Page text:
Our Heart

Our Heart

Where do I begin?

We talk often about “Heart.” Sometimes we use a variation of the same idea and we say he or she “Gets It.”

Gerhard Mengel told me over the weekend that in 1958 he came to the USA and went to a few trainings and practices with the local soccer clubs in Detroit area. He said that when he came to the Kickers he didn’t see skill in their team but he saw “heart.” Mengel put his hands to his chest to show how big the club’s heart was. (Of course anyone that knows Gerhard won’t be surprised that he said he went on to build skill into what they already had in their hearts)

We see that “heart,” we talk about today not just in Carpathia Kickers but in many clubs in the Donauschwaben Verband. As German-Americans we are never satisfied, but in our “heart,” as a pantheon of soccer clubs lies our greatest potential.

The U.S. National Donauschwaben Tournament and the amateur soccer clubs that are a part of it are great. It can all be better.

We have history, tradition, we play soccer. We have to commit to not just settle. We cannot become satisfied. Clubs need to hold each other accountable. Clubs need to compete and push each other forward. Challenge one another to take the potential in our “heart,” and run towards the goal with it.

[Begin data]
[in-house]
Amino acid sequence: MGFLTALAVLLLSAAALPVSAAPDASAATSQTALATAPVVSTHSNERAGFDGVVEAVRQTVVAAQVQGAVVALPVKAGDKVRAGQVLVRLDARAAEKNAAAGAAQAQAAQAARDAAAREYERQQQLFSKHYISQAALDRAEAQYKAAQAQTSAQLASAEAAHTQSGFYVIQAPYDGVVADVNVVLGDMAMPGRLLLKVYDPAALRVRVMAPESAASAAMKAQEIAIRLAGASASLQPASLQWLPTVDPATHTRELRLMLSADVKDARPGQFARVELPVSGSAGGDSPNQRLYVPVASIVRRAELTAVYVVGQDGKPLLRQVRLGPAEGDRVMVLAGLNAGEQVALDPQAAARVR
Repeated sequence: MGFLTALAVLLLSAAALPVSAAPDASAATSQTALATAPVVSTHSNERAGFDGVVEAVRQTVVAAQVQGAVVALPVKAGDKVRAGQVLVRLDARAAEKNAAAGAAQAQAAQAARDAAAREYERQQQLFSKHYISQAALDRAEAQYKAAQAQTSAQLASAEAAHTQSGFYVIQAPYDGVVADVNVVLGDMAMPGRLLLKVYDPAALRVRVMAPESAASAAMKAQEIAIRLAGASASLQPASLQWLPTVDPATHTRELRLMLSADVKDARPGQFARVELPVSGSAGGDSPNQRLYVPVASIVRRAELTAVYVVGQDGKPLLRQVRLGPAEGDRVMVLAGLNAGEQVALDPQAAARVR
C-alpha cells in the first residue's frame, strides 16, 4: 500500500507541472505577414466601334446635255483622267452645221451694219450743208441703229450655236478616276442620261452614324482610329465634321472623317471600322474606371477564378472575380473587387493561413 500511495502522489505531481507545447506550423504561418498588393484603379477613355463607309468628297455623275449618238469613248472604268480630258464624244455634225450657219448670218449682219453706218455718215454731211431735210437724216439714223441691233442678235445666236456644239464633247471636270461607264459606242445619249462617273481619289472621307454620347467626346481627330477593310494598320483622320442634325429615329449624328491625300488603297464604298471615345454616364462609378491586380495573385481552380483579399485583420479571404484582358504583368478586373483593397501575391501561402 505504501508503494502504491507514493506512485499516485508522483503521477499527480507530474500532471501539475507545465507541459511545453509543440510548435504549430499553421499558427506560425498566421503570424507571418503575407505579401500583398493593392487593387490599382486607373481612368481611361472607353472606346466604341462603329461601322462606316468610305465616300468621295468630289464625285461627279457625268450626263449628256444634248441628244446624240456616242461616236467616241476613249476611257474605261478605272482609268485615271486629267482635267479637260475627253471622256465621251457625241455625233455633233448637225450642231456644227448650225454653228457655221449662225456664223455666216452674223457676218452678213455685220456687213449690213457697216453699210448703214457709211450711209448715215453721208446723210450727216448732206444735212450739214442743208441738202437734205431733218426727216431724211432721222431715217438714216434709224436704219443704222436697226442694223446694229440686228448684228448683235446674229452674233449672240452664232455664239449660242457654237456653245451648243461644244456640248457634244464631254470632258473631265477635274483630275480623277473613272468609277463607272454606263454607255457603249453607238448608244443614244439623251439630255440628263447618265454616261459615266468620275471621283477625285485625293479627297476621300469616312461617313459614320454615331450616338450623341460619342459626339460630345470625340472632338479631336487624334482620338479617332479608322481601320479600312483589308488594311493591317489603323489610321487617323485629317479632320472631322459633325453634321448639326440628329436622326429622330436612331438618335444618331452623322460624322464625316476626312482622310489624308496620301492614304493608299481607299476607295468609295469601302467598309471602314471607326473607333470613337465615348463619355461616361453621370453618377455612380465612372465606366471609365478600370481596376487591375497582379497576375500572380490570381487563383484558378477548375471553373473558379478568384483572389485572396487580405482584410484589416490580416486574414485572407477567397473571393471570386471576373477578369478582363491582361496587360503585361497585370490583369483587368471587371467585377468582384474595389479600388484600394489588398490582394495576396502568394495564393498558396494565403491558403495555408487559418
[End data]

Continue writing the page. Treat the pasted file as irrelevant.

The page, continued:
Our tournament is our gathering place. It is a wonderful who’s who of Schwobs and soccer while still being equal parts battleground and comradeship.

We need to extend our activity and our heart into a year-long turnout of sport.

“We’ve worked hard for this. As long as we have a tournament we have a future,” – Mike Talan, Landessportleiter

We have the tools.
We have the heart.
We have the potential to be greater with every tournament, with every match, every pass, play, goal, or save than we ever have before.

-M.F.

Adventuring Attitudes

Adventuring Attitudes

If you wou’d not be forgotten
As soon as you are dead and rotten,
Either write things worth reading,
or do things worth the writing.
-Benjamin Franklin

Adventuring: Adventure seems like something only from stories and movies, novels, and television.

Most people, I think, don’t realize an adventure while it is happening. Adventure doesn’t happen in real life. Adventures are dreamed up by writers and directors, artists and storytellers to entertain us.

Going to work, or the store, out to dinner, or even to a party with friends and family can feel mundane and usual.

Believing adventure doesn’t happen to the common man is all in your attitude. Attitude determines how we enjoy the experiences we have and the memories we have of them. Sometimes our attitudes cloud our realizations that we may be on an adventure after all.

Maybe with the right attitude we can be the writers and directors, the artists, and the storytellers of our own adventures.

-M.F.